it's a mechanical system that's attached to the DC motor,
then you're connecting things, like a solid mechanical connection.
Now this is a very simple example of a model.
We can scale this up to something
which has for example thousands of different components
we could look at the model of a car driveline instead
and on the surface, this model
built in SystemModeler might not look so complicated
but in SystemModeler, in order to be able to build these
highly detailed models without actually
risking cluttering things up, you build things heirachily.
You build them using like a normal whole,
how things would look normally,
where you, for example, could collect everything
needed to model a transmission,
you could collect that in one component,
and then have smaller components
that describe how this car transmission works.
So you have a component that is the automatic control unit
and you have one for the gear box
and these can have even smaller components.
So this is how the graphical user interface
of SystemModeler allows you to create these
arbitrarily complex models ranging from simple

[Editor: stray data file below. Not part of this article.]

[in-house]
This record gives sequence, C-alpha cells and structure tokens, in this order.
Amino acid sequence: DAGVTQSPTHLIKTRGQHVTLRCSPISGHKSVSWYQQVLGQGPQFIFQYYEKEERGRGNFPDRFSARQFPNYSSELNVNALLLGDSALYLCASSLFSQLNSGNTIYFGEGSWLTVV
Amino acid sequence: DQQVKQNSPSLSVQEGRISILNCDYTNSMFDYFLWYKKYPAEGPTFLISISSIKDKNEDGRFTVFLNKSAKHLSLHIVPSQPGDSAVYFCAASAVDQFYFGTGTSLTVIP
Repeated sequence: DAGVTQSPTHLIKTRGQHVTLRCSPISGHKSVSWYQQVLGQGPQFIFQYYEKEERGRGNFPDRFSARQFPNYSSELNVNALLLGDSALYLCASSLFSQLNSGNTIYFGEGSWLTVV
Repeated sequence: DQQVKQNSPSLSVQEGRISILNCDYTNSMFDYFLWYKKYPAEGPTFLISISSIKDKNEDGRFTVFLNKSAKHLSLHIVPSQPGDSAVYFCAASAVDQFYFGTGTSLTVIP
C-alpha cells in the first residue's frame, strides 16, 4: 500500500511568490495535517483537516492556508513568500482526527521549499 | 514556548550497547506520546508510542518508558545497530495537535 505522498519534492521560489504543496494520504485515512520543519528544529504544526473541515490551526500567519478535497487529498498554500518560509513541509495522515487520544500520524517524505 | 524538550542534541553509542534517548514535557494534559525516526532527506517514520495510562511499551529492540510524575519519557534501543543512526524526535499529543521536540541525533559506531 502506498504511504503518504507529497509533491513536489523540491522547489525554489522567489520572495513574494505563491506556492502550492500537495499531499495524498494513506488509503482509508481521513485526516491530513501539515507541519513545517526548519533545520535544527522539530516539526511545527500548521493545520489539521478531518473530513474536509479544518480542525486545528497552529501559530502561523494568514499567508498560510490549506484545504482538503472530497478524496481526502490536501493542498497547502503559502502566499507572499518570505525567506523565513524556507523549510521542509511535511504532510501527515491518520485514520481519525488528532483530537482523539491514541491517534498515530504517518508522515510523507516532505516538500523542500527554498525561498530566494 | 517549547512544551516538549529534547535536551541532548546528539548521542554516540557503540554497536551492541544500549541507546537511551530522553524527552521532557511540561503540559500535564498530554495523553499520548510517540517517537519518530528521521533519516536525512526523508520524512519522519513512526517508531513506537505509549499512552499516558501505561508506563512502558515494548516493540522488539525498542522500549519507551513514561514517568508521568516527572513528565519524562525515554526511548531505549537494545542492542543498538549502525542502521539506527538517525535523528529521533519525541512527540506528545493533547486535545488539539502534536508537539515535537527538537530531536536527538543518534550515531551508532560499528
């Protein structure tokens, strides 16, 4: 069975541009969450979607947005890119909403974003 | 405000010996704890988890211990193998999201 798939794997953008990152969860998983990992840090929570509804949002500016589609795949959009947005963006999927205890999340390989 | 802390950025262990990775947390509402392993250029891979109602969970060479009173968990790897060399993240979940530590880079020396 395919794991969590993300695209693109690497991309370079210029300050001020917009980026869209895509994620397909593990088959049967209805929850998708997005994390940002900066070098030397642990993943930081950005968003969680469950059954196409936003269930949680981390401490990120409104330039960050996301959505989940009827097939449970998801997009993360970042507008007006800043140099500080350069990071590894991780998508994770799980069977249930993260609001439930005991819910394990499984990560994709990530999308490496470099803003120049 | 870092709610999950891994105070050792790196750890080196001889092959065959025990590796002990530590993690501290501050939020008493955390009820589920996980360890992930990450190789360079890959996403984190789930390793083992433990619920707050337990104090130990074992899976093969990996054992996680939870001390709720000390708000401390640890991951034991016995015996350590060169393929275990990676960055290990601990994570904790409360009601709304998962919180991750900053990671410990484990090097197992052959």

to very very advanced using just
simple drag-and-drop methodology.
And I forgot to mention but the components
that you use here, they are all provided
built-in to SystemModeler from many different domains,
such as electrical, mechanical, thermal, biological and so on.
However, today in this session
we won't be as concerned with how these models are built,
we will instead assume that you have a model
that you want to analyze in some way,
you might want to optimize this car driveline
you might want to test how reliable this DC motor is
to different types of scenarios.
Then, we can use the Wolfram Language
to try these different models in different scenarios.
And that is what we will learn about today.
So I'll switch back to my Wolfram Language session here
and as I mentioned in the introduction,
while it has previously been possible
to connect SystemModeler with the Wolfram Language
using a package previously called WSMLink,
now we are fully integrating the simulation engine
from SystemModeler, that is what allows you to
actually take these models, analyze them,
simulate them, visualize them and so on.
And we are fully integrating it into Mathematica 11.3
And this means that we have a completely new
system modeling interface, so this function here,
it's completely new, and all the functions
I will be showing today are brand new for 11.3
and they have expanded and streamlined capabilities
compared to the old functions that were present
in the WSMLink package.
And as I also mentioned, this allows you to do
a lot of these simulations and analysis
of models without having a copy of SystemModeler,
with just having a copy of the Wolfram Language,